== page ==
Students also sampled the creek to see what kinds of aquatic macroinvertebrates are living there this time of year. (aquatic meaning water dwelling, macro meaning large enough to see without a microscope, invertebrate meaning a creature without a backbone, essentially a bug) Portland Lutheran also did this in September, during their first visit to the site. Back then, the stream was ankle-deep and it was easy to sample from the bottom of the stream. This time, the creek was more than chest deep and flowing very swiftly due to the rain and snowfall Troutdale recently has been having. Therefore we were unable to get samples from the bottom of the stream, but instead we sampled from what was living among the grass on the side of the stream. Despite the swift current and the murky water we still found a lot of life including mayflies, worms, water boatmen, a young crayfish, and minnows (okay so minnows are not technically invertebrates, but still cool!).

In the afternoon, everybody grabbed a shovel and hiked upstream about a half a mile to plant some trees at a restoration site along the creek that Portland Lutheran hadn’t visited yet. At this site, Beaver Creek flows through a beautiful canyon with small waterfalls and lots of lush plant-life. This Green Team of master planters got nearly 100 plants planted in record time and so we spent the rest of the time we had exploring and hiking around this beautiful site. Flowers were blooming, birds were singing; it was obvious spring had sprung.

What a wonderful beginning to spring break.

Portland Lutheran: Master Trackers

Portland Lutheran brought the sunshine to Beaver Creek in Troutdale, yet again this past Friday and they really took advantage of this beautiful weather by spending the entire day outside.

When they arrived, the water level of the creek, which can vary by the tens of feet, was low enough that they had the chance to do some unique activities. Since there was a lot of exposed sand and mud from the high water, there a record of all the wildlife that has been enjoying Beaver Creek (and enjoying the restoration efforts that groups like the Portland Lutheran Green Team have been doing) through all the animal tracks. About 93% of Oregon’s wildlife use riparian zones such as the one around Beaver Creek at one point in their life cycle, so we get excited whenever we have a chance to see who has been visiting our sites. Portland Lutheran students had the opportunity to make plaster casts of some of the prints that they could take back to the classroom and study further. From their observations, it appears that the beaver population is appropriately very active at Beaver Creek, as most of the prints they found were made by these xylophagous rodents.

Beaver Tracks!

When they weren’t searching for tracks, students planted trees, most notably, willow, in terraces on the bank that had been underwater during previous visits. The willow they planted can survive being completely submerged, and their root structures will be helpful in preventing the terraces from eroding away during high water events. Students also had the chance to start doing maintenance on the plants they had planted earlier in the year by mulching them. Putting a ring of mulch around newly planted plants will protect them from weeds growing right next to them, as well as provide protection from keeping the plants from being dried out in the summer – something especially important in the sandy soil at Beaver Creek.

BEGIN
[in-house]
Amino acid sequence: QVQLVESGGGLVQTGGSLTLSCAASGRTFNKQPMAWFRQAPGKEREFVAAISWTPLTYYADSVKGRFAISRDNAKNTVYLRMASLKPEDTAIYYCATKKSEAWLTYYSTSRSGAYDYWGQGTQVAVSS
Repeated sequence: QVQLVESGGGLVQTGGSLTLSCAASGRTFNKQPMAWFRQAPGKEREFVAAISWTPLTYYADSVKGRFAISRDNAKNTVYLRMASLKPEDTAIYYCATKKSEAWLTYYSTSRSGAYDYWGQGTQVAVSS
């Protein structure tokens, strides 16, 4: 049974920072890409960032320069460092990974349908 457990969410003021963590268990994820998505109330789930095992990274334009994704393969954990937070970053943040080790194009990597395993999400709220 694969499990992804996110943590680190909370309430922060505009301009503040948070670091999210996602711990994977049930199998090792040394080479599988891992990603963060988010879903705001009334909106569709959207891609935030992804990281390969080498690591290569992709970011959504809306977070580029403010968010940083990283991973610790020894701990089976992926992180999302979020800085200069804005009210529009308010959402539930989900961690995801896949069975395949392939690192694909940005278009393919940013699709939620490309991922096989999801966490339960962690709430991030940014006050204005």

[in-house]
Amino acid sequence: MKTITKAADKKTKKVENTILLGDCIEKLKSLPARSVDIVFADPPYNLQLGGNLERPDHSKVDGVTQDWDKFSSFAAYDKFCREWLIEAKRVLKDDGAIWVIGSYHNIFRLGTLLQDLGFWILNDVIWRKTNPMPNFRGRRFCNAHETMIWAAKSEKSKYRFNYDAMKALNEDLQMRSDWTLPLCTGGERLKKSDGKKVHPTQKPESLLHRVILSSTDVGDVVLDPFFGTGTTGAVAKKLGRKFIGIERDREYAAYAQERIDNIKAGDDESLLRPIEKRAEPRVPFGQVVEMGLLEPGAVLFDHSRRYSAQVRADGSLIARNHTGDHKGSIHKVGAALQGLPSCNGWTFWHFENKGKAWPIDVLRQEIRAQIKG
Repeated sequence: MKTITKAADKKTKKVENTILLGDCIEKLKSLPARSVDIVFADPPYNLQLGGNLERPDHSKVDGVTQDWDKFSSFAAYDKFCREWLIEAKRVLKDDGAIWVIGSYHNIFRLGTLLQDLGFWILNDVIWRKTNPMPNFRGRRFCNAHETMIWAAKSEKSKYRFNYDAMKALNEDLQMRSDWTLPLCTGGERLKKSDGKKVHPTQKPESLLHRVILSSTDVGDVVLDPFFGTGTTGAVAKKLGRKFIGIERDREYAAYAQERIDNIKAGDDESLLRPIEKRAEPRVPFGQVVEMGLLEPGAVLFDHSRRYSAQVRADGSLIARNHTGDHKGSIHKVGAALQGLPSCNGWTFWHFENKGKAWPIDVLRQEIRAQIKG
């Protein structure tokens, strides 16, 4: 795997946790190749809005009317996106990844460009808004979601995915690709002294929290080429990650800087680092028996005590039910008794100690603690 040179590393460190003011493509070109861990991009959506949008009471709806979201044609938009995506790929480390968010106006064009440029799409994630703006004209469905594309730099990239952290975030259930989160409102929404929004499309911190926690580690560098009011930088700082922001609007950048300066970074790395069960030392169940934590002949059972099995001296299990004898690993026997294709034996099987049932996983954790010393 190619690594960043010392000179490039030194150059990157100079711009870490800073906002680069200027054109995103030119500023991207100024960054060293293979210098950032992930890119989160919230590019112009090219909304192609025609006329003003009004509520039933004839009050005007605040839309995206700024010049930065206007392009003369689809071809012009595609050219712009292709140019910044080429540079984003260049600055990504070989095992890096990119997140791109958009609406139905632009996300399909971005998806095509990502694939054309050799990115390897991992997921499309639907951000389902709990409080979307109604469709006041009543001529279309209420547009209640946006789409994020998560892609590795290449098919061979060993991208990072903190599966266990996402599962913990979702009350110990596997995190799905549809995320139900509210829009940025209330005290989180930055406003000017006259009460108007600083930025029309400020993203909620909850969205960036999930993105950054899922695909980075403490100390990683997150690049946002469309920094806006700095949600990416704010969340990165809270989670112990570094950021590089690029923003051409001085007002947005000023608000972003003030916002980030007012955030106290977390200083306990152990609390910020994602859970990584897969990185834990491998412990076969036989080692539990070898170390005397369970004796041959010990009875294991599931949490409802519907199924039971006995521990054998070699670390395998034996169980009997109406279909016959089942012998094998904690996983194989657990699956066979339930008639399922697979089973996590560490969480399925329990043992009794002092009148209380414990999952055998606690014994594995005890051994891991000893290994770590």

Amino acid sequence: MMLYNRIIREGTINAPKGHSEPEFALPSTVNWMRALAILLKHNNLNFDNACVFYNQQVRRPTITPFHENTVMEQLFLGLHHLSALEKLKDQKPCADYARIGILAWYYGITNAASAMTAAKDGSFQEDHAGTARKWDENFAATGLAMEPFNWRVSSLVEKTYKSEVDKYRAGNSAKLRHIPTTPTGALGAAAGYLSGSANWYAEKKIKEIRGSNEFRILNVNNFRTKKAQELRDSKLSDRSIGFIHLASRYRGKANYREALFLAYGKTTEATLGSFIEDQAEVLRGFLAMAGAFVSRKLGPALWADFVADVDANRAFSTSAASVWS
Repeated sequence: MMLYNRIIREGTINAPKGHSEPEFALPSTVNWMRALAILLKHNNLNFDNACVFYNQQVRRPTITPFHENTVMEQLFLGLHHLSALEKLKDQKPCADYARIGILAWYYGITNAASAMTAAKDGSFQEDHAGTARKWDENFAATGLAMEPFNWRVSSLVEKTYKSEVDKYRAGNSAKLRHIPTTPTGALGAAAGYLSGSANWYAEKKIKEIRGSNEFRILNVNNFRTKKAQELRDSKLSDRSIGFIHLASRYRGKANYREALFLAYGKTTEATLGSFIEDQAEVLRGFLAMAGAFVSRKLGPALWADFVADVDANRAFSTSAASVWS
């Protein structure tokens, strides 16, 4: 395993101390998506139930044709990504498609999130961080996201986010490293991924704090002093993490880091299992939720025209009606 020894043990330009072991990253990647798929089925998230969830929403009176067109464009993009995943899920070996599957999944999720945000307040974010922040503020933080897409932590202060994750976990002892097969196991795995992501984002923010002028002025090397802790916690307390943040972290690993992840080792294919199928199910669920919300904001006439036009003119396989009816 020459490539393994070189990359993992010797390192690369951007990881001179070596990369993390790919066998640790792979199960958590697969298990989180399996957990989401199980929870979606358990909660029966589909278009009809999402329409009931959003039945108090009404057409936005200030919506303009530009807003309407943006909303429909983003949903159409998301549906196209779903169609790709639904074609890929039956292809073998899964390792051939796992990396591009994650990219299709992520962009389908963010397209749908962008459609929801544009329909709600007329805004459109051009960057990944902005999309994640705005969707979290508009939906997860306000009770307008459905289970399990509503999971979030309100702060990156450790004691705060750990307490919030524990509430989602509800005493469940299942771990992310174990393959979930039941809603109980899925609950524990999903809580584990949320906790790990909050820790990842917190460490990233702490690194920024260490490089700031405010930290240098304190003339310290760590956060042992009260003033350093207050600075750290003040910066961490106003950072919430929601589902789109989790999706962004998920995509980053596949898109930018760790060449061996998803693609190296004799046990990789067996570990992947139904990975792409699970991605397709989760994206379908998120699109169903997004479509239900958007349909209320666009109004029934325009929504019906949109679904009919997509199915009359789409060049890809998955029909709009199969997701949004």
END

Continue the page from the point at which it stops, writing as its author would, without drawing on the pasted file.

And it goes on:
As always we were very impressed with the students’ hard work, and their great attitudes during the 5 hours they spent out at Beaver Creek.

From Garbage to Art!

Once again, Portland Lutheran School brought sunshine, energy and enthusiasm to Beaver Creek today.  Students started their morning off collecting a substantial amount of litter from the banks of Beaver Creek, collecting over 10 large bags.  This effort stopped litter in its tracks, preventing it from flowing downstream to the Sandy River then the Columbia River and eventually to the Pacific Ocean.  Some students also saw two beaver out and about probably repairing a damaged dam from recent flooding!

As students sorted their litter findings they made a discovery – an overwhelming amount consisted of plastics!  Plastics are a real problem for wildlife at Beaver Creek, including our resident beaver family.  Birds and other wildlife mistake cigarette butts, bottle caps, and small plastic pieces for food that they are unable to digest, causing them to feel full when in fact they could be malnourished.

From the Surfrider Foundation:

Rain or overwatering flushes plastic litter through a storm drain system or directly to creeks, streams and rivers that lead to the ocean.  After plastics enter the marine environment they slowly photodegrade into smaller pieces that marine life can mistake for food, sometimes with fatal results.  Ocean gyres concentrate plastic pollution in five main areas of the world’s ocean and various research groups are bringing back alarming data documenting plastics impacts.

Find out some ways you can rise above plastics here.

Students didn’t stop there!  Then they created some works of art by cutting up litter into small pieces and glueing them to a canvas.  Lastly, students removed blackberry and planted 50 native trees and shrubs!

Thank you Portland Lutheran!  Our two new beaver friends really appreciate you helping out their home!

The finished stream!